Tuesday, 24 January 2017: 2:15 PM
308 (Washington State Convention Center )
Classroom demonstrations and analysis of real data have tangible benefits in an undergraduate atmospheric physics curriculum. For example, a student’s understanding of the fundamentals of atmospheric radiation and how they apply to the greenhouse effect and climate change is often muddied by confusing jargon and poor descriptions in how the material is commonly presented in a passive, lecture-only setting. We present a basic description of radiative processes, in addition to a simple slab model, that lead to a very simple description of the atmospheric greenhouse effect. Then we demonstrate these principles with a collaborative class project analyzing rooftop radiation data from broad-band solar and thermal infrared radiometers. The effect on student learning is an improved understanding of the mechanisms behind some of the most important concepts in undergraduate atmospheric physics education.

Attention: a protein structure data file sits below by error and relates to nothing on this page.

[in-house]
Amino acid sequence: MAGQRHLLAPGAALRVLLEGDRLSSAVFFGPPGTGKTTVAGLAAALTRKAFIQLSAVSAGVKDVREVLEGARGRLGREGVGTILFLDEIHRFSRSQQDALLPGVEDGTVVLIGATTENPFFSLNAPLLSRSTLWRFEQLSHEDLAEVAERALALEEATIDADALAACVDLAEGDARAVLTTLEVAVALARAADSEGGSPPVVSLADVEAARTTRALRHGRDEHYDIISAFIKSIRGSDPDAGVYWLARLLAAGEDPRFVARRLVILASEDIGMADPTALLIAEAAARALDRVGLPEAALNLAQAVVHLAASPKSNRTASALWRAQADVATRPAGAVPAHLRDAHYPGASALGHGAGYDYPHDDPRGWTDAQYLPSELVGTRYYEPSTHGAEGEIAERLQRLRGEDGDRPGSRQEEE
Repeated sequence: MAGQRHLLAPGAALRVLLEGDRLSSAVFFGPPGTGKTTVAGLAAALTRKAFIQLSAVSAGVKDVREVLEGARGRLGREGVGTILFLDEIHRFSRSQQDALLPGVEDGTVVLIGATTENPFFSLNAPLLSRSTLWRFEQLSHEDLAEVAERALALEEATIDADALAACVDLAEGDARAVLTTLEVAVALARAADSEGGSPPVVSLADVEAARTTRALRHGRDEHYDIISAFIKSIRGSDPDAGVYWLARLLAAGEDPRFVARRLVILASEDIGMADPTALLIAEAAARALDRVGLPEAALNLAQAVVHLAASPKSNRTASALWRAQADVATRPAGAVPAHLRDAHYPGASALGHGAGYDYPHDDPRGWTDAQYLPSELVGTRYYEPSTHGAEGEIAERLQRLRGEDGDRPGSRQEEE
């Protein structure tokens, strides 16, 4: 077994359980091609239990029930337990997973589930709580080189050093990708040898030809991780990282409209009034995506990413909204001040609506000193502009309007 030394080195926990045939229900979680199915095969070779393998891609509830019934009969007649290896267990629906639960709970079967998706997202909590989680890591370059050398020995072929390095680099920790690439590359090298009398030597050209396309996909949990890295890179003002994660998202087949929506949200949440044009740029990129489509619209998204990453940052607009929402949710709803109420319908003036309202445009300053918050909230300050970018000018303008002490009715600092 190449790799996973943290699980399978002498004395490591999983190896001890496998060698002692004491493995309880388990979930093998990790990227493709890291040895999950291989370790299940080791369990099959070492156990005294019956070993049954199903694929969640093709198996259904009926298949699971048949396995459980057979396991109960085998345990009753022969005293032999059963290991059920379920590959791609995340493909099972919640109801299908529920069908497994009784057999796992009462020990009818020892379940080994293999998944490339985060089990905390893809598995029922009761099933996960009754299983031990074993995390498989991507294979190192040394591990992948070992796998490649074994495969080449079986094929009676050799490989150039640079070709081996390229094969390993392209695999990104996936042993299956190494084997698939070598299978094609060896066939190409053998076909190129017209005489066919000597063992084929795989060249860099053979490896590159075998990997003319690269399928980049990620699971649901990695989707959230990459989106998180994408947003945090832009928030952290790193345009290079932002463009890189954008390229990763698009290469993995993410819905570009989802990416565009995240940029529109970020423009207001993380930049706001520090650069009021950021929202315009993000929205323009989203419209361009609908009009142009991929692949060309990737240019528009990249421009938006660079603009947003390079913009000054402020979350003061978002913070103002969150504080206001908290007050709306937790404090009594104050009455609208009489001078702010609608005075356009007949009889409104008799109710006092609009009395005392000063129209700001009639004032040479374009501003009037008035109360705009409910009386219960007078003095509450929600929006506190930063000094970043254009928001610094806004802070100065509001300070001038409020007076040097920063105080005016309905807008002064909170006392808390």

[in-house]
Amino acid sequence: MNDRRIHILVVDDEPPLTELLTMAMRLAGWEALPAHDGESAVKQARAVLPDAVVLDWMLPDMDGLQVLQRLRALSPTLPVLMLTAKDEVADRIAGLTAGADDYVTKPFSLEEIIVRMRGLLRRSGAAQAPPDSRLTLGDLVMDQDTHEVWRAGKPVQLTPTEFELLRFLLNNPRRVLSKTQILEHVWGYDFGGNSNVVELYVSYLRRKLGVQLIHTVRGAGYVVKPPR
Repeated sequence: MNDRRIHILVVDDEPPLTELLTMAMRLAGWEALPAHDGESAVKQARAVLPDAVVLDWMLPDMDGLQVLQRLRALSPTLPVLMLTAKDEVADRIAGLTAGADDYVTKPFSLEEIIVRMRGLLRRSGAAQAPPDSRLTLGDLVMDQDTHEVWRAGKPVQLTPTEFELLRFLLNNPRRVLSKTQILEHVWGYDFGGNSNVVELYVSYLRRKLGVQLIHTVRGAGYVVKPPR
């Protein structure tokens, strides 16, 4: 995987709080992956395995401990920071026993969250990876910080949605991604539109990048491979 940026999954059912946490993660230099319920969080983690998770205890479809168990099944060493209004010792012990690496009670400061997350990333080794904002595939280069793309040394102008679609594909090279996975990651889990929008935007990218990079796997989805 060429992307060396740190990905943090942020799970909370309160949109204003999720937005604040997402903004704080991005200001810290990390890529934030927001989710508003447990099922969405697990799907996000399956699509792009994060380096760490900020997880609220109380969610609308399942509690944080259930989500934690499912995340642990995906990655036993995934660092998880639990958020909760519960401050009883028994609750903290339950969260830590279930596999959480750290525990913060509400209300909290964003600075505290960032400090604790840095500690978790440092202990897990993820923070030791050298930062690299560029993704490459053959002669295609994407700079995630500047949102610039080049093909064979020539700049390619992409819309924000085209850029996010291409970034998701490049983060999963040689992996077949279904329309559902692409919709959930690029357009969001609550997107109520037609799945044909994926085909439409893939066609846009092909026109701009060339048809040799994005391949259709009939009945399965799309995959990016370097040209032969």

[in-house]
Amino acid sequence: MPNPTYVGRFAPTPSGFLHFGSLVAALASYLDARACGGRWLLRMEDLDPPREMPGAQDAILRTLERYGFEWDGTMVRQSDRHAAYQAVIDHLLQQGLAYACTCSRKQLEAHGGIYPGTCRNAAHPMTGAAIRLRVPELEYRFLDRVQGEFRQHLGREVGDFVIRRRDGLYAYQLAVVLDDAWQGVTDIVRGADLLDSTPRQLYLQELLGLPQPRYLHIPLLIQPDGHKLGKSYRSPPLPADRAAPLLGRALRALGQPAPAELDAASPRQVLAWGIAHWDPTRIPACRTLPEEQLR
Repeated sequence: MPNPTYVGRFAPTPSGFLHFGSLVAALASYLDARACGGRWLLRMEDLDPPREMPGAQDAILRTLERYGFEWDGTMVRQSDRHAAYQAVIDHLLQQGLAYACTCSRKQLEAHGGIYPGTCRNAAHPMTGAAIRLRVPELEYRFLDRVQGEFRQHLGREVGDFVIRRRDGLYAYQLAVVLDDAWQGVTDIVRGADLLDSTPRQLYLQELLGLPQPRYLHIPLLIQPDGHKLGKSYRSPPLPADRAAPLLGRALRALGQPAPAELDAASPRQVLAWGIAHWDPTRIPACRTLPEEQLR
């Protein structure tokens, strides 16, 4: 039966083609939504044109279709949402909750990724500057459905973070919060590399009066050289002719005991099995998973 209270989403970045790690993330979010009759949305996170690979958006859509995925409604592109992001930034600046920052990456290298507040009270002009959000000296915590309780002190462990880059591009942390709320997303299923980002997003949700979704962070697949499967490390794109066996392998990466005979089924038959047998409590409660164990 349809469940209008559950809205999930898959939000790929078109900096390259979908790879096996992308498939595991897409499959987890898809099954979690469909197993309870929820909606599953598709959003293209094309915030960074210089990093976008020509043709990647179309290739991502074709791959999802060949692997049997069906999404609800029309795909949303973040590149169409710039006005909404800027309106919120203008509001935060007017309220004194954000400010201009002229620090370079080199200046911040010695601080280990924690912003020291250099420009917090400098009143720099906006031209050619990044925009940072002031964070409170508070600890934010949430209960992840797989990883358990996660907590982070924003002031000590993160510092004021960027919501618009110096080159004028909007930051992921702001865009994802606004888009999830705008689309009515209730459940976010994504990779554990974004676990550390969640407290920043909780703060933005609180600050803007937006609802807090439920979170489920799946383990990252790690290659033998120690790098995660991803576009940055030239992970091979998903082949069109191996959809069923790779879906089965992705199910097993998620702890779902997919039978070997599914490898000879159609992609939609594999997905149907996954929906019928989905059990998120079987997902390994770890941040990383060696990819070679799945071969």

- Indicates paper has been withdrawn from meeting
- Indicates an Award Winner